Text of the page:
Keeping the public safe should be a priority for all parties but bail doesn’t achieve public safety. Jails overcrowded with defendants who pose little to no risk, who haven’t even been convicted of the crime they are being held for, and who are being kept away from their families, jobs, and communities, is the avoidable result of a system that doesn’t allow judges to find an appropriate balance between individual liberty and public safety on a case-by-case basis.

Reforming bail should be rooted in the presumption of innocence, right to due process and conservative tenets of freedom – grounded in natural rights to achieve the careful balance between liberty and public safety.  Getting this balance right is a test of a nation founded under the belief that among our natural rights are life, liberty, and the pursuit of happiness.

Conservatives Global: Don’t be duped by fat cat green washers

This article was published by Conservatives Global.

UK supermarket chain Iceland has been forced to reverse a ban on using palm oil as an ingredient in its own-brand products amid an acute shortage of sunflower oil, a staple ingredient in products including frozen chips and breaded fish. The supermarket chain will start selling a limited range of own-label products from June which contain palm oil, after it banned the ingredient in 2018 amid a splash of publicity, supposedly taking a stand against tropical deforestation.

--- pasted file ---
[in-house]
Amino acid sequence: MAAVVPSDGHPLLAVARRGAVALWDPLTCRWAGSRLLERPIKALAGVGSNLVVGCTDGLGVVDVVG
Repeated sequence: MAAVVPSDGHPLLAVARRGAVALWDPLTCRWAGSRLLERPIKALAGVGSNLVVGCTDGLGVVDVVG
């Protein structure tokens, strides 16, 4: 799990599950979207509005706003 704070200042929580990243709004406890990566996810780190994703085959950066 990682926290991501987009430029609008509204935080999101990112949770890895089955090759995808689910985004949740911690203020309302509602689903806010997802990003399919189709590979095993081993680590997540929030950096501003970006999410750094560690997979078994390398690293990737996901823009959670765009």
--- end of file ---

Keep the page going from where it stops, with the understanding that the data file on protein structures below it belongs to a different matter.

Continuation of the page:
There are countless problems with sweeping decisions to swear off certain products, as Iceland did in 2018, not least the fact that you may have to embarrassingly go back on your promise later, as Iceland has just done. 90 per cent of palm oil exported to Europe is sustainable. Palm oil is more efficient than other products (such as sunflower oil, which Iceland switched to) meaning quitting palm oil is even worse for deforestation. Palm oil itself, despite meeting most of the world’s vegetable oil demand, is responsible for less than four per cent of global deforestation.

This episode has exposed Iceland’s hypocrisy. It claimed it would remove all own-brand products containing palm oil. In reality, it removed the branding, rather than the product itself. Iceland’s lack of transparency actively misled its customers. They boasted at the time that there was no palm oil in their products, which was not true.